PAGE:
Rate your concerns. A sense of overwhelm can compound on itself. Small and large needs all combine to swamp our ability to think clearly and make good decisions. Take a sheet of paper or open your journal and use all the space you need to jot down all your current concerns, then go back and rate them from high to low. Often, this exercise can help us to recognize the high priority concerns that truly need addressing and the multitude of other concerns that do not. When we reach a state of overwhelm, the lines between the truly urgent priorities and the tiniest jot on our to-do list can become totally blurred. Once you have all of your concerns in front of you in black and white, can you identify a few low priority concerns that you could let go of right now? It’s possible that by letting those lower priorities slide you could regain some of the energy and space you need to deal with what is most pressing.
Sleep well Real talk, if you’re not sleeping well, all of life can be infinitely more difficult. Often times, we downplay health struggles like poor sleep quality and just tell ourselves to suck it up and tough it out. And, yes, there are times in life where our sleep hours are thin and struggling through the day may be unavoidable, but take stock and use every tool you’re able to restore your sleep schedule when possible. Watch your caffeine and alcohol consumption, consider pre-sleep supplements like magnesium, l-theanine and melatonin, consider having a check-up with your doctor to assess hormones levels, and take a gander at the Chinese body clock.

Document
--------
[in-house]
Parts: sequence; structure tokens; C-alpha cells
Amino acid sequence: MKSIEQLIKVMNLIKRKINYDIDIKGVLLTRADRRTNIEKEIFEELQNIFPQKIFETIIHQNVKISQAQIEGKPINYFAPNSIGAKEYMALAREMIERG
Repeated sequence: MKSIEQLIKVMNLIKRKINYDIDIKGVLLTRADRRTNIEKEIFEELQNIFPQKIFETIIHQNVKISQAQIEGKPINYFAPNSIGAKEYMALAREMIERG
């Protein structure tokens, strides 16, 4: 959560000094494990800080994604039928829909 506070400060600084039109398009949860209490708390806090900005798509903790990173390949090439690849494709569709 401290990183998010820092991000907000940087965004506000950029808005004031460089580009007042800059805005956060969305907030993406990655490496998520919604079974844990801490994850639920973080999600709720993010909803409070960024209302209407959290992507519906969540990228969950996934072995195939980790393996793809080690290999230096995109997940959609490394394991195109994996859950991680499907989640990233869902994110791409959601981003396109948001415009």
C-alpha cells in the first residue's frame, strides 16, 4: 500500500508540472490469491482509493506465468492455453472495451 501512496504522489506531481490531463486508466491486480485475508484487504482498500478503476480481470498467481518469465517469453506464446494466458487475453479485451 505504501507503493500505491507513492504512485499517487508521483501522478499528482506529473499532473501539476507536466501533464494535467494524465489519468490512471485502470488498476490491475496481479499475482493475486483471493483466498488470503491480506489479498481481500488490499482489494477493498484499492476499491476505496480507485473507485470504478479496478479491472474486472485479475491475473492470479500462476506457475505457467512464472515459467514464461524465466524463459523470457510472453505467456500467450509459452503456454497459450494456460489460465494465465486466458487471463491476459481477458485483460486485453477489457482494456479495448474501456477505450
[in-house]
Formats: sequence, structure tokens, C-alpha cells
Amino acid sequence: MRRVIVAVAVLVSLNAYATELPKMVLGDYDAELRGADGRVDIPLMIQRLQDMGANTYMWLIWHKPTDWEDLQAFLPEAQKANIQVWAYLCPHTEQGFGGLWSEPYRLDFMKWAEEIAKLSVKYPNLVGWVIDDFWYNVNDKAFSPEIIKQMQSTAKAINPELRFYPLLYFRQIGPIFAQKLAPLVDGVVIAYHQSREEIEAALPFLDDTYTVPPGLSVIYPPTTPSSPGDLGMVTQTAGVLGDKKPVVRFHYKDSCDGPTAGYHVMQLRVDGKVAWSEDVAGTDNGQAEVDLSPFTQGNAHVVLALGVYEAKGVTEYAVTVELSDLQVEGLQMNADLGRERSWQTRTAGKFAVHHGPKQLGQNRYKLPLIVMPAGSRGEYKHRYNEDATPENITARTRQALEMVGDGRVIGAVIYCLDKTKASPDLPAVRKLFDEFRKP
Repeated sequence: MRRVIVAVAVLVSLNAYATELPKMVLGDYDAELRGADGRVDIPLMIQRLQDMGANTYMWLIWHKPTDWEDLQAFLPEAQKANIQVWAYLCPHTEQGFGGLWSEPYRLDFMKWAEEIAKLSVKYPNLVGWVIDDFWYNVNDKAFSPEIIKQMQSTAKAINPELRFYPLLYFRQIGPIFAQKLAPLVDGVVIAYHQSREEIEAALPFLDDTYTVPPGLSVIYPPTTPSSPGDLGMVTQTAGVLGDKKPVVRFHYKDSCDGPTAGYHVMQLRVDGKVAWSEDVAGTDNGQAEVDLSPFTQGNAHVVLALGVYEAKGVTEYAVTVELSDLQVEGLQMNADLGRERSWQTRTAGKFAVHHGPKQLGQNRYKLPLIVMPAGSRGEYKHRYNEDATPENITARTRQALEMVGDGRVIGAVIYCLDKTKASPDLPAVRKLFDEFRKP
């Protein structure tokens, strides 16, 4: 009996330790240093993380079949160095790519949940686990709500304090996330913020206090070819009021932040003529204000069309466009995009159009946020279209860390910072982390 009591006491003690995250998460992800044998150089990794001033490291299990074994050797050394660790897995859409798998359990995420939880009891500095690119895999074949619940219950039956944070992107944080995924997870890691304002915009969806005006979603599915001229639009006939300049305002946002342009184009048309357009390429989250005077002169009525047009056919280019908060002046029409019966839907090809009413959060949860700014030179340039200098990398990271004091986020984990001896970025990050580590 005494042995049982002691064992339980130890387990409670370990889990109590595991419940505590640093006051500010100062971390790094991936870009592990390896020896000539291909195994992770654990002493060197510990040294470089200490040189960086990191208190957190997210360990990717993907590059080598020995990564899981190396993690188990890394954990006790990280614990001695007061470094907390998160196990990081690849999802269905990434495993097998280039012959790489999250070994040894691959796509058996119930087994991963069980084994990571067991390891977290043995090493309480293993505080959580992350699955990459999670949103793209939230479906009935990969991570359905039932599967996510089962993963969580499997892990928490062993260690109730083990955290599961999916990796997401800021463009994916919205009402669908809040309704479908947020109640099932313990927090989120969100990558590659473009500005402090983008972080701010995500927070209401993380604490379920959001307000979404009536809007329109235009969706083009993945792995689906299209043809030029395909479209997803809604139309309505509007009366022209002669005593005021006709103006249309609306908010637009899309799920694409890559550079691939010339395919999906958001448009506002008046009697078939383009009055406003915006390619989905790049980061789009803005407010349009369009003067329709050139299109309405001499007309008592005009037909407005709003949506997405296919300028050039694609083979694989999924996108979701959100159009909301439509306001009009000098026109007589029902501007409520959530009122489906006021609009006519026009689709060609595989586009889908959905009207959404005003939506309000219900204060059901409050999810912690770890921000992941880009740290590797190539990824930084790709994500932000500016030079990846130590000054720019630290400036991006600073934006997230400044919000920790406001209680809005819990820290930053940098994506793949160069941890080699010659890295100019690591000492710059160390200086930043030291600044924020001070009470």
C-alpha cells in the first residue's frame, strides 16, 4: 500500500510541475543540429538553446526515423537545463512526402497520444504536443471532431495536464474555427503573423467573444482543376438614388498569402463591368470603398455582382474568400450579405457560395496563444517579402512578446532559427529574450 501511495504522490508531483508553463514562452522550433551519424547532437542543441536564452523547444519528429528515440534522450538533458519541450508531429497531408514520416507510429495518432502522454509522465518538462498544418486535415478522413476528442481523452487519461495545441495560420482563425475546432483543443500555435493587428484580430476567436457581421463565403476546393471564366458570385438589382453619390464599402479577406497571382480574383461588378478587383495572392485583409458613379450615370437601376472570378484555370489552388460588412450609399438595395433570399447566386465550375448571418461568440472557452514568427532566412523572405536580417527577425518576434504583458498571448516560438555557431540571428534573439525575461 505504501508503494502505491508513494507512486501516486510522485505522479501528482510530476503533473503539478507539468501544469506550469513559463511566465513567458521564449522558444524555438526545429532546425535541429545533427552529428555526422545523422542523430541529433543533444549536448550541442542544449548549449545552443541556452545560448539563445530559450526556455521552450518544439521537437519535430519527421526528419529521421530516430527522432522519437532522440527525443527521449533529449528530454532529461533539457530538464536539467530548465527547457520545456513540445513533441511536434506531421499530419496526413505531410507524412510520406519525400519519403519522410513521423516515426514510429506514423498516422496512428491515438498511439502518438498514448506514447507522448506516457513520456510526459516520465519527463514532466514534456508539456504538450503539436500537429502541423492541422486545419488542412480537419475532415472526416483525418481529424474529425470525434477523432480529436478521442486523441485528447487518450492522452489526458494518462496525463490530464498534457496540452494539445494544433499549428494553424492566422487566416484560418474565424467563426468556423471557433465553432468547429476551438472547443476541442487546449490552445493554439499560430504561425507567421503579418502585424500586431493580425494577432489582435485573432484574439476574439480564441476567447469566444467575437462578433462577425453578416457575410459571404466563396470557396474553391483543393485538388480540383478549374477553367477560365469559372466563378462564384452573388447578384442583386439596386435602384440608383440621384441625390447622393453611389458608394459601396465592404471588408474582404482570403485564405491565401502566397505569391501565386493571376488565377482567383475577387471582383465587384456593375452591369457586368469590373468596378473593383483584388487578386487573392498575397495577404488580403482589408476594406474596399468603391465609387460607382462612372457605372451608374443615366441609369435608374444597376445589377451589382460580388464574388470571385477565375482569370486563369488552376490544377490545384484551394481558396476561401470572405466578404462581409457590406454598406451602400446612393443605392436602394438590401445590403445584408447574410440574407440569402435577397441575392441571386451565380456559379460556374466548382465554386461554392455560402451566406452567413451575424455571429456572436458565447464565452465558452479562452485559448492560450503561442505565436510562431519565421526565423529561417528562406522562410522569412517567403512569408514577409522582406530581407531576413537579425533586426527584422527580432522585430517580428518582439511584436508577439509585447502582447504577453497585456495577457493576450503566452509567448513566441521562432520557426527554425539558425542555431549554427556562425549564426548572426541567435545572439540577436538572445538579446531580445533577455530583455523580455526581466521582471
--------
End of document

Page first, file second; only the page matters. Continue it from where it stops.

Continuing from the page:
rest well. Rest and sleep aren’t always the same thing. Many of us have absorbed negative messaging around the value of rest, but the truth is that the well-rested version of ourselves can achieve more than the version in constant survival mode. Recognize and release any shame issues you may have with catching up on sleep and rest when needed. Explore yoga nidra and read our story ‘How To Do Nothing’ with poet, Emma Zeck.